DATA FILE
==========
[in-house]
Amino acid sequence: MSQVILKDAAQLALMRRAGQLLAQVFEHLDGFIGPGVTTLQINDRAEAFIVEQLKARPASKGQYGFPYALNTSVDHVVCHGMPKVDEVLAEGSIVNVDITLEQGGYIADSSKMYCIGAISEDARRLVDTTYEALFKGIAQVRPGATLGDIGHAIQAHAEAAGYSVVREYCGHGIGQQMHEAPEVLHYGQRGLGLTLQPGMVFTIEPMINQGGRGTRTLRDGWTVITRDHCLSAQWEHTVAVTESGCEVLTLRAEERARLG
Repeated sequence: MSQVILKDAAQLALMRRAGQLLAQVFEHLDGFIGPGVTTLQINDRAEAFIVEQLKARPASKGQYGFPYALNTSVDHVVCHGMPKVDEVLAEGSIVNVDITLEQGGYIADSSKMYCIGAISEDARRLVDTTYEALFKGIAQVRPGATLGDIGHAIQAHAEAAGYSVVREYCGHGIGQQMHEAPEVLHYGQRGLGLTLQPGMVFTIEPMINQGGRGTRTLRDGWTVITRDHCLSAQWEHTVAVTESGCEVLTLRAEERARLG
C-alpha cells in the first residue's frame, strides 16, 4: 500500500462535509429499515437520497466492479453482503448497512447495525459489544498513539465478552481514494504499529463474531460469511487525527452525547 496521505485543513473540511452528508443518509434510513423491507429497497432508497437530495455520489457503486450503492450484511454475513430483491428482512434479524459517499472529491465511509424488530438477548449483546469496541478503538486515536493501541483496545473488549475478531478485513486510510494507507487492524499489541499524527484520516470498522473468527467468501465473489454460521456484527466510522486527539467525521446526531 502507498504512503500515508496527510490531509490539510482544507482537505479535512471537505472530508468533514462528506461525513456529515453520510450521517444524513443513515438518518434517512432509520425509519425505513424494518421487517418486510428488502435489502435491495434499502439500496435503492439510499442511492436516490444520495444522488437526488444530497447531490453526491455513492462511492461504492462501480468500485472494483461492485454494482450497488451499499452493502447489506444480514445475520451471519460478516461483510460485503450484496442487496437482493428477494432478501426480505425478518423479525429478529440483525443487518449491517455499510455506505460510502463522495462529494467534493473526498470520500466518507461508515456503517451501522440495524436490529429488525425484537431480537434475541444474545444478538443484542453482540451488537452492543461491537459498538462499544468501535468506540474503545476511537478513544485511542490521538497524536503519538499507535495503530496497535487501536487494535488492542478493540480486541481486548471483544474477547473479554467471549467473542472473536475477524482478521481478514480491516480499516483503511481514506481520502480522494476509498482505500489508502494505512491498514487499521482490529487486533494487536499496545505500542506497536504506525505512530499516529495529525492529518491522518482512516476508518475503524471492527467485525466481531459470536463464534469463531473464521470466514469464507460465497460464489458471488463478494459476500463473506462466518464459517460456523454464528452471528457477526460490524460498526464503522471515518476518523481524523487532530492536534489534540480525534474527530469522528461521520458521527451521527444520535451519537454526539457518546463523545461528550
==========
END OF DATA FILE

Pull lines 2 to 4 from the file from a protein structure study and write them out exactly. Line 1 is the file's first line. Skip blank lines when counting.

Amino acid sequence: MSQVILKDAAQLALMRRAGQLLAQVFEHLDGFIGPGVTTLQINDRAEAFIVEQLKARPASKGQYGFPYALNTSVDHVVCHGMPKVDEVLAEGSIVNVDITLEQGGYIADSSKMYCIGAISEDARRLVDTTYEALFKGIAQVRPGATLGDIGHAIQAHAEAAGYSVVREYCGHGIGQQMHEAPEVLHYGQRGLGLTLQPGMVFTIEPMINQGGRGTRTLRDGWTVITRDHCLSAQWEHTVAVTESGCEVLTLRAEERARLG
Repeated sequence: MSQVILKDAAQLALMRRAGQLLAQVFEHLDGFIGPGVTTLQINDRAEAFIVEQLKARPASKGQYGFPYALNTSVDHVVCHGMPKVDEVLAEGSIVNVDITLEQGGYIADSSKMYCIGAISEDARRLVDTTYEALFKGIAQVRPGATLGDIGHAIQAHAEAAGYSVVREYCGHGIGQQMHEAPEVLHYGQRGLGLTLQPGMVFTIEPMINQGGRGTRTLRDGWTVITRDHCLSAQWEHTVAVTESGCEVLTLRAEERARLG
C-alpha cells in the first residue's frame, strides 16, 4: 500500500462535509429499515437520497466492479453482503448497512447495525459489544498513539465478552481514494504499529463474531460469511487525527452525547 496521505485543513473540511452528508443518509434510513423491507429497497432508497437530495455520489457503486450503492450484511454475513430483491428482512434479524459517499472529491465511509424488530438477548449483546469496541478503538486515536493501541483496545473488549475478531478485513486510510494507507487492524499489541499524527484520516470498522473468527467468501465473489454460521456484527466510522486527539467525521446526531 502507498504512503500515508496527510490531509490539510482544507482537505479535512471537505472530508468533514462528506461525513456529515453520510450521517444524513443513515438518518434517512432509520425509519425505513424494518421487517418486510428488502435489502435491495434499502439500496435503492439510499442511492436516490444520495444522488437526488444530497447531490453526491455513492462511492461504492462501480468500485472494483461492485454494482450497488451499499452493502447489506444480514445475520451471519460478516461483510460485503450484496442487496437482493428477494432478501426480505425478518423479525429478529440483525443487518449491517455499510455506505460510502463522495462529494467534493473526498470520500466518507461508515456503517451501522440495524436490529429488525425484537431480537434475541444474545444478538443484542453482540451488537452492543461491537459498538462499544468501535468506540474503545476511537478513544485511542490521538497524536503519538499507535495503530496497535487501536487494535488492542478493540480486541481486548471483544474477547473479554467471549467473542472473536475477524482478521481478514480491516480499516483503511481514506481520502480522494476509498482505500489508502494505512491498514487499521482490529487486533494487536499496545505500542506497536504506525505512530499516529495529525492529518491522518482512516476508518475503524471492527467485525466481531459470536463464534469463531473464521470466514469464507460465497460464489458471488463478494459476500463473506462466518464459517460456523454464528452471528457477526460490524460498526464503522471515518476518523481524523487532530492536534489534540480525534474527530469522528461521520458521527451521527444520535451519537454526539457518546463523545461528550